Often we discuss the responsibility of private and commercial drivers to be safe and respect pedestrians crossing the roads or walking on the sidewalks. However, at times it is also important to stress how important it is for pedestrians to appreciate the danger that large vehicles like cars and buses inherently present. Based on speed and size difference, motor vehicles are immensely larger than pedestrians.
For instance, per calculations available by Rush, a 5′ 10″ person should be between 132 to 173 pounds. However, the average weight of a new car in 2010 is 4009 pounds, according to Slate. A bus, on the other hand, weighs up to 33,000 pounds, not including the weight of passengers, per a report by the American Public Transportation Association. This extreme difference in mass is inherently dangerous to a person, and is why we as pedestrians must be cautious around motor vehicles and buses, just as they need to be vigilant of us.
A prime example of this was reported in the Chicago Tribune. According to the article, a man was struck and killed by an eastbound 72 CTA bus in the Chicago neighborhood of Austin. He chased after it and banged on the side of it when he was unable to board in time. A witness, who watched the incident from across the street at a local fast food restaurant, reported that the man and his girlfriend went to the bus stop where the woman was able to get on the bus, but the doors closed before the man was able to board. It began to head east toward Pulaski Road, and the man chased the bus while hitting on the side of it, yelling to the bus driver to stop. The man then slipped and fell, and the bus ran him over.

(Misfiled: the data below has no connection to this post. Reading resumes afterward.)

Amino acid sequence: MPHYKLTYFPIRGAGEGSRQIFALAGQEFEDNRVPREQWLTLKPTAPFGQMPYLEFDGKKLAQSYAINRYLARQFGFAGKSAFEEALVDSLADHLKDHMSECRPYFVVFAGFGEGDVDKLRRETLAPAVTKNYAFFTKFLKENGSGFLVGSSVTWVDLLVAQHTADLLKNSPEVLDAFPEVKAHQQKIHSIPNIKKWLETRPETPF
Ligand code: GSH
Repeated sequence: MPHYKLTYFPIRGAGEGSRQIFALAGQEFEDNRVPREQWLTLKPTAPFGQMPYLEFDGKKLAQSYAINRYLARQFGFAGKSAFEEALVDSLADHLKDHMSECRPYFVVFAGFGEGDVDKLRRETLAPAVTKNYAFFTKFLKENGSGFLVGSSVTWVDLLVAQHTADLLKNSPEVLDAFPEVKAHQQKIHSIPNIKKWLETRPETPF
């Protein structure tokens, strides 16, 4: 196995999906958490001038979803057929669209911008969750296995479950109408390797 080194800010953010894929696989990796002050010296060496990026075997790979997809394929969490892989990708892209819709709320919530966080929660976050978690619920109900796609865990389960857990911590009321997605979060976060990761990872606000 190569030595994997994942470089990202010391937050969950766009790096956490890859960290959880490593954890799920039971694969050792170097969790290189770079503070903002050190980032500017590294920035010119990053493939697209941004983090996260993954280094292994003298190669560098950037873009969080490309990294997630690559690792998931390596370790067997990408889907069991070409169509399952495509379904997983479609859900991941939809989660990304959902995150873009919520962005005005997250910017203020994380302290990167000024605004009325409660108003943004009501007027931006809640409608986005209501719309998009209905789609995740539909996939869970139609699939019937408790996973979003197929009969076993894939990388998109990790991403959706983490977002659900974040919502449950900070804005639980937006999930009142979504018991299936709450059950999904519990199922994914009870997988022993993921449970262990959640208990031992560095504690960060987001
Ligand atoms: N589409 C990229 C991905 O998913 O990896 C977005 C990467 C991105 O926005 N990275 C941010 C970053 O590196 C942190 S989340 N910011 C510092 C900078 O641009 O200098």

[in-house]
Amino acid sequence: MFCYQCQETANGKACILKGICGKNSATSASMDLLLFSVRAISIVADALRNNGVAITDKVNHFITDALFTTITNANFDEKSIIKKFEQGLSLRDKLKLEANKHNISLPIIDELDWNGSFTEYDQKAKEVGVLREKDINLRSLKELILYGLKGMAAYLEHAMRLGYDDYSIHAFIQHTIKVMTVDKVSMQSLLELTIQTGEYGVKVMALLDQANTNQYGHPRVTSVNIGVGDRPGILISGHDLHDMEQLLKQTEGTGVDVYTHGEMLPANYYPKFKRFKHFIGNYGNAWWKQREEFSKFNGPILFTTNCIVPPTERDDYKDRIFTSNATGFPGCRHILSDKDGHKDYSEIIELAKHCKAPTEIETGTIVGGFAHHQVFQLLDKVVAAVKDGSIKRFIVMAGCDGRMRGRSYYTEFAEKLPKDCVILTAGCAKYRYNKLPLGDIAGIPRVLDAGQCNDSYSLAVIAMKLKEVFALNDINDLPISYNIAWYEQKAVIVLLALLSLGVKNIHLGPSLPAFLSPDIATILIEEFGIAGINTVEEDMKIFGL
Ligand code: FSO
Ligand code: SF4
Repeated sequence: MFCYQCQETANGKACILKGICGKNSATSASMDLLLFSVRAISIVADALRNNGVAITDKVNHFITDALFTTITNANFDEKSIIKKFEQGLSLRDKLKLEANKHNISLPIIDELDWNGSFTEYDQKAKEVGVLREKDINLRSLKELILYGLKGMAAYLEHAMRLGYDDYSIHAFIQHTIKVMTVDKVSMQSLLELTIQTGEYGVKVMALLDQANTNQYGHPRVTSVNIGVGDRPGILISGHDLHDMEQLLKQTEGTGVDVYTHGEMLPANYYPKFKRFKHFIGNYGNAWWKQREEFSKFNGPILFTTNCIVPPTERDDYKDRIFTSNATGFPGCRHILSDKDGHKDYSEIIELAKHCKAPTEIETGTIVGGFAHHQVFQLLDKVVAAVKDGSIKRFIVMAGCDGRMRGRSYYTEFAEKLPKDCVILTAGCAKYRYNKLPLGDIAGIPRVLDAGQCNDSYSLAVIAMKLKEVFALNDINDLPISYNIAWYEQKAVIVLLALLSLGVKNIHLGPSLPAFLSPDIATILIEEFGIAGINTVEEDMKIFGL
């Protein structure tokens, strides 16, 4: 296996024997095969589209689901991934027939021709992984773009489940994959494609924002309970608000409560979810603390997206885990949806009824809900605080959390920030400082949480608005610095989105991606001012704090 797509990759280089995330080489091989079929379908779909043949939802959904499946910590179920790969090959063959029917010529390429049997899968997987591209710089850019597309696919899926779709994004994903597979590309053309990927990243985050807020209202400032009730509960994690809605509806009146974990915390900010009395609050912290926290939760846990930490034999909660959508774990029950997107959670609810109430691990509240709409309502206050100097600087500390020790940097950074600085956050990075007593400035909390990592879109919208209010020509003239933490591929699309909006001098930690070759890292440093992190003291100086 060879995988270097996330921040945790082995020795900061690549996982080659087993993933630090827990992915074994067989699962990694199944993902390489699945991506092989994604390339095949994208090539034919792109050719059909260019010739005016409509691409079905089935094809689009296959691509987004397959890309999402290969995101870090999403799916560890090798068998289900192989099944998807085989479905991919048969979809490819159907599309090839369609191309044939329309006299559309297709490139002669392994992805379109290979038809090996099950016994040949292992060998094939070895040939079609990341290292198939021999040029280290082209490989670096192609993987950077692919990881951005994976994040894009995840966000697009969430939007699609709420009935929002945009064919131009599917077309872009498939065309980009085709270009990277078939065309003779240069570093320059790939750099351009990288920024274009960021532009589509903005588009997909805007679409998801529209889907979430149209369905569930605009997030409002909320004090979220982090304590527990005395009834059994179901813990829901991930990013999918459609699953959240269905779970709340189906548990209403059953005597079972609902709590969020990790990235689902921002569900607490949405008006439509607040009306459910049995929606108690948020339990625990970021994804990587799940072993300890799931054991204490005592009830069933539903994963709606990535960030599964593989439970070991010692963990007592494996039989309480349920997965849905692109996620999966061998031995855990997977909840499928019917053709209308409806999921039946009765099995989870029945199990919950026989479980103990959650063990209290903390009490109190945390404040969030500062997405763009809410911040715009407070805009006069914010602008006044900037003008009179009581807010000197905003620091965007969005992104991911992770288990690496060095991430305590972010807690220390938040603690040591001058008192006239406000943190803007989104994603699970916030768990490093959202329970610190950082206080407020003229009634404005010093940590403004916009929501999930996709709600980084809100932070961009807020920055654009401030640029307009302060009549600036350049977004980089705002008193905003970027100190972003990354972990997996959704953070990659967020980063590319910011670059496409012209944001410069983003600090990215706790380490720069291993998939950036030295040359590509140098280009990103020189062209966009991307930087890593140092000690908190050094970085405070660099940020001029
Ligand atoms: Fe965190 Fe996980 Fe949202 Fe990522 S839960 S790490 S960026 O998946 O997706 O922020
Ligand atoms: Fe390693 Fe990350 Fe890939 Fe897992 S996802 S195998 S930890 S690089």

The witness called 911, who rushed the man to Mount Sinai Hospital. At the time emergency responders arrived, he was not responsive. He was later pronounced dead at the hospital. The medical examiner stated that the cause of death was due to multiple injuries from the bus striking a pedestrian.
While this report does not make it clear whether the driver was aware of the man chasing the bus and hitting the windows or not, this is not the point at issue here. In no circumstance should anyone chase after such a large vehicle as a bus. As discussed above, a city bus is immensely larger than a person, and this danger ought to be realized. Not only is there an extreme difference in size between pedestrians and CTA buses, but combine this with the fact that Chicago winter weather more often than not leaves the outside wet, slippery, snowy, and icy, not appreciating the present danger can easily lead to falling.
If you ever find yourself in the inconvenient situation where some of your party has boarded a bus, but you are unable to get on with them, instead of chasing the bus, wait for the next one to arrive, and meet the rest of your party at the designated stop. While this may not be ideal, a minor inconvenience is always preferable to serious injury or death. At the same time, no matter how reckless or safe pedestrians are, drivers should also bear in mind the size and danger of their vehicles and be as cautious as possible.